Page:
By Chris Chittenden
Human beings live in a social setting. As social beings, we have our views of the other human beings that we know or know of. Our views of others and their views of us play a critical part in what we can achieve in life. If we make certain assessments about ourselves in terms of what we offer others and no one else shares those assessments of us, then there will be an impact on the way we can interact with them.
Take work for example. Our society is based on trading with each other to get what we need in life to survive and prosper. At a basic level, we trade our labour for a reward; normally money. I might hold the assessment that I am a great coach and say this is how I want to make my living. However, if no-one else makes that assessment, then I have a problem. It is clear that my value of myself as a coach to society does not lie with me alone. It lies in my identity as a coach in the eyes of others. In other words, great coaching does not sit with me as a Coach, but in the assessments of the person I coach. This applies to each one of us in relation to how we want to engage with society.
Our identity in the eyes of others can be seen not just as who we are, but what we offer to society. This in turn has an impact on how we see ourselves. If I want to be a Coach and no-one sees me as an offer to them in a coaching relationship, then at some point, I will be forced to question my original assessment that I am a good Coach.
We are claiming that "identity" is very important to human beings in terms of their role and standing in society. However, the idea that we possess an identity is a bit of a misnomer. We do not possess an identity as such, rather it lives in the assessments of others. Everyone to whom I am known will hold assessments of me and those assessments form my identity in their eyes. We do have a view of ourselves and a view our identity to others, but this is our view and, as we have said, what is possible for us is not based on our view of ourselves alone.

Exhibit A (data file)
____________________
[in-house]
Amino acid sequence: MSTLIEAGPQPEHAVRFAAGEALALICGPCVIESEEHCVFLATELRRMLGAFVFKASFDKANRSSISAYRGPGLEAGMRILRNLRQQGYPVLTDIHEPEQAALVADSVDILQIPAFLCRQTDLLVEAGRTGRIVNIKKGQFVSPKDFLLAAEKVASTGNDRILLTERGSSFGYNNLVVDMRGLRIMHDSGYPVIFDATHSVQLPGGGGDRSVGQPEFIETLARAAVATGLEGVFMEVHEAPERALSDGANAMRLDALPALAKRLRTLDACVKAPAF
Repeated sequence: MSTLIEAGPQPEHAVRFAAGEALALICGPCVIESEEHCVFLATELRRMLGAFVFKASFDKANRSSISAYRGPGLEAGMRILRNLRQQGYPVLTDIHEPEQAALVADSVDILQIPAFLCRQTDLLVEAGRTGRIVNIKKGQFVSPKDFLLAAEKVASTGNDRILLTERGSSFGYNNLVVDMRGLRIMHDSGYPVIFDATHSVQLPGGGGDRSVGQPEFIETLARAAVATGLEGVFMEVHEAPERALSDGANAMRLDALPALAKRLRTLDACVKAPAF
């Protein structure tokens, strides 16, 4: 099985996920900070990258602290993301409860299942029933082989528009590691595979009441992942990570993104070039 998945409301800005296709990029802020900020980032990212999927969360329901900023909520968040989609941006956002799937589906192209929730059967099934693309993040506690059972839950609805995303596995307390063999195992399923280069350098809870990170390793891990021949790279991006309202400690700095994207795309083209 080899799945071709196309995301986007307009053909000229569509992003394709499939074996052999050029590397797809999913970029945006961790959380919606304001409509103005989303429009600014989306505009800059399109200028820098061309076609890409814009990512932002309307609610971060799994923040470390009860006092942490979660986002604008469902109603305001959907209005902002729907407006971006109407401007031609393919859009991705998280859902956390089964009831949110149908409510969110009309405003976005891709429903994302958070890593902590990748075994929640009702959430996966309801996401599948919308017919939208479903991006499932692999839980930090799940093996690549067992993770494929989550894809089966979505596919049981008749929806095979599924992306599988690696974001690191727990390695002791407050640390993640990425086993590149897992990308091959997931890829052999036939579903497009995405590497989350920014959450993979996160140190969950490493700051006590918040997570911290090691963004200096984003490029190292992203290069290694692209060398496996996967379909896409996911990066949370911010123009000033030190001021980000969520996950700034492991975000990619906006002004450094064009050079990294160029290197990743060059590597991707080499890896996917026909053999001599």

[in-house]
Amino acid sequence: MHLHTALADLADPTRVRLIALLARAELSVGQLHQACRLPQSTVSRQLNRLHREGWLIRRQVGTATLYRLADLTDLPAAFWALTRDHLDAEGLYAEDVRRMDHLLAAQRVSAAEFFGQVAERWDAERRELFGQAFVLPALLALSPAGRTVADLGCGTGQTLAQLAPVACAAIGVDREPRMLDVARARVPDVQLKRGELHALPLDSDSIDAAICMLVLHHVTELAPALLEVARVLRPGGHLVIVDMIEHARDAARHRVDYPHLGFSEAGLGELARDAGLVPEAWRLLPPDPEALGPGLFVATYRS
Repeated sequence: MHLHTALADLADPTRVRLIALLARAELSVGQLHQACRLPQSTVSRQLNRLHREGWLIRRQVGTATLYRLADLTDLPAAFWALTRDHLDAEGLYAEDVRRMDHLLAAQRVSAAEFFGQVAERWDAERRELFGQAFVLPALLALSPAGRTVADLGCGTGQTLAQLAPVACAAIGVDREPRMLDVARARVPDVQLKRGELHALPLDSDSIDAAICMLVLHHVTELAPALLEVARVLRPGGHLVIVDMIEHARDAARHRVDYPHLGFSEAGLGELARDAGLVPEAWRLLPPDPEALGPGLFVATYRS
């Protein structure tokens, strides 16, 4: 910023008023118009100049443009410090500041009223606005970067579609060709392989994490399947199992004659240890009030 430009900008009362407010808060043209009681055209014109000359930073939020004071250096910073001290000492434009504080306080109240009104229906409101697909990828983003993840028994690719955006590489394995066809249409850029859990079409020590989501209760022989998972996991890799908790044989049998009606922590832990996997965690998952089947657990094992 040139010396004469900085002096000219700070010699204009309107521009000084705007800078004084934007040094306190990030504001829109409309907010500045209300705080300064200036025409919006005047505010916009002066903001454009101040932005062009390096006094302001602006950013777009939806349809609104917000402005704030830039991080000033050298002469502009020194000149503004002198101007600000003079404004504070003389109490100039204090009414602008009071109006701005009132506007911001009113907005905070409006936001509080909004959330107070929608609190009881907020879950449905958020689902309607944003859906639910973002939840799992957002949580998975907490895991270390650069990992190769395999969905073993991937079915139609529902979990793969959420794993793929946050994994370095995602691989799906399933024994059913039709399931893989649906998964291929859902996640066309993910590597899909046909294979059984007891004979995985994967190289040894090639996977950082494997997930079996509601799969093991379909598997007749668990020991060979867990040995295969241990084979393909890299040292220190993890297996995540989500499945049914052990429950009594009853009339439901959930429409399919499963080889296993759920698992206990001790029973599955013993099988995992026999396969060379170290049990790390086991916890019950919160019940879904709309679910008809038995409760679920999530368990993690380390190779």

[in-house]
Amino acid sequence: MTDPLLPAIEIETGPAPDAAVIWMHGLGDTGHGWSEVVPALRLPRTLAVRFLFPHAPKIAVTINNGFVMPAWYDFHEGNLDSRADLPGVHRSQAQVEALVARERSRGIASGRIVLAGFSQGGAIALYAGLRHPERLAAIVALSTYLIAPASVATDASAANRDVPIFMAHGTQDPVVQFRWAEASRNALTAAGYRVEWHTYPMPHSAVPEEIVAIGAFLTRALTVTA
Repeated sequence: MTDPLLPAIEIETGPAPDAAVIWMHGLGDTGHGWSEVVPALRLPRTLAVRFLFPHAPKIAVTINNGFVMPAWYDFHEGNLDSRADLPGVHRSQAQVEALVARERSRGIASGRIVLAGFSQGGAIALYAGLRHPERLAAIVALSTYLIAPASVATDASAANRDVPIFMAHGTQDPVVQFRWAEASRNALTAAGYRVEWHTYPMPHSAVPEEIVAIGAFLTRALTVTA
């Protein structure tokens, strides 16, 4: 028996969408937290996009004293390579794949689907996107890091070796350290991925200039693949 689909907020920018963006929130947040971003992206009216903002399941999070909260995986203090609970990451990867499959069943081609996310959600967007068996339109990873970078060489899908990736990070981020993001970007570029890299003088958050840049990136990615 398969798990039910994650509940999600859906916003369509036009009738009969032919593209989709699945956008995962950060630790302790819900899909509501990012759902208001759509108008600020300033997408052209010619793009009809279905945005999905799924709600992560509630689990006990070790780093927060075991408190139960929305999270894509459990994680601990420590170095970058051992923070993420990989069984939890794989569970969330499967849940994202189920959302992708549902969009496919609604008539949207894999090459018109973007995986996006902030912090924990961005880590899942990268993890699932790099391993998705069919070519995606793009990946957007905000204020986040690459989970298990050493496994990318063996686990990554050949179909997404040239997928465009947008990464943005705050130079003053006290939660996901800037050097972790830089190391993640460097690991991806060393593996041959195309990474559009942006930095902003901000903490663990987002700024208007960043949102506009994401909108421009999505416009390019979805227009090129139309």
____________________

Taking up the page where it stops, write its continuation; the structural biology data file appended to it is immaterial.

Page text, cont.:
Given that each one of us is always making assessments of the world, including other people, we can say that our identity to another individual is dynamic. Every action we take has the potential to enhance or damage our identity with another. As we have spoken about in previous articles, we can develop an interpretation of human beings in the three domains of language, emotions and body. As such we also claim that identity is created in these three domains. When we think of what identity we want to create with others, we can consider how we use language, what emotions we bring to our interactions, how we show up physically to them and what actions we take.
You may recall that we also claim that we do not observe most of the actions we take; that we act transparently. Therefore, if we want to enhance our identity in the eyes of others, we should listen to what others are telling us because their assessments may well provide us with clues to the way we are acting that we may not see.
© 2002 Chris Chittenden